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Growing and Sharing Your Family Tree shows how rewarding and informative building a family history can be. Genealogy instructor Jeff Sengstack teaches how to find lost ancestors, connect with living relatives, and collaborate with others to grow a family tree. He explains how to use the Family Tree Maker application along with Ancestry.com and other internet sites to track down census data, immigration records, and other important documents, and then organize family tree data. Jeff also presents tips on how to scan old photos, create video slideshows, and build family web sites. Exercise files accompany this course.
Download Jeff's free genealogy tips from the Exercise Files tab.
Why grow your family tree? Why go to all this trouble to gather names, dates, places, documents, photos, and stories? For me, it starts with simple curiosity. Where did my ancestors come from, what is my heritage? I want to learn about my ancestor's stories. What was life like for them, what prompted them to immigrate, what was life like here, after they arrived? Researching your family tree will give you a historical perspective. Before starting my family tree research, I had heard about Ireland's potato famine, but didn't know the real story.
Now, because I have learned my ancestors sent half their family members to North America to avoid starvation, I know a lot more about it. Family tree research prompted me to visit ancestral locales. It's one thing to visit some place and view it through the eyes of a tourist. It's entirely different when you consider that you ancestors live there. You might want to learn more about your family's medical history. That could be very important. Are you related to any famous people? In my research, I have discovered a family connection with a person who worked closely with several US Presidents, and had a tremendous positive influence on our society.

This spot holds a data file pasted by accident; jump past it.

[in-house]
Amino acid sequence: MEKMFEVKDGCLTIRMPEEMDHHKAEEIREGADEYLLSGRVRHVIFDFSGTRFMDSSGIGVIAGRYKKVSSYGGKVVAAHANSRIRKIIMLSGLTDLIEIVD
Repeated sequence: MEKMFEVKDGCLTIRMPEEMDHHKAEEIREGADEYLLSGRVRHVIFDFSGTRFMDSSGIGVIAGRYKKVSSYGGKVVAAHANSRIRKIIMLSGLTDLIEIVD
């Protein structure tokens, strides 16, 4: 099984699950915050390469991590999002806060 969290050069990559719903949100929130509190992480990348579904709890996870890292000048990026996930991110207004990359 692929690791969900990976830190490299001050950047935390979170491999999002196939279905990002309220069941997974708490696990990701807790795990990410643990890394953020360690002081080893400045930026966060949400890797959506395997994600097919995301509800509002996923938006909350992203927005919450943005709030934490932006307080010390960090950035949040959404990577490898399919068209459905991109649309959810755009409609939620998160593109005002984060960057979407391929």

I would have never been able to call this man up and chat with him, but because of our family connection, we spoke several times and he ended up giving me a printout of his family tree that can stretch across my entire office wall. One likely outcome of all your family tree research is a family reunion. My research, in part, prompted a reunion where I met relatives I didn't know I had, before I started growing and sharing my family tree. The ultimate purpose I think to gathering and organizing all of this family tree information is to share it. To share the data, the documents, and images with other family members.
Whatever your reasons to do a family tree research, I think we can agree that underneath it all is a thirst for knowledge.
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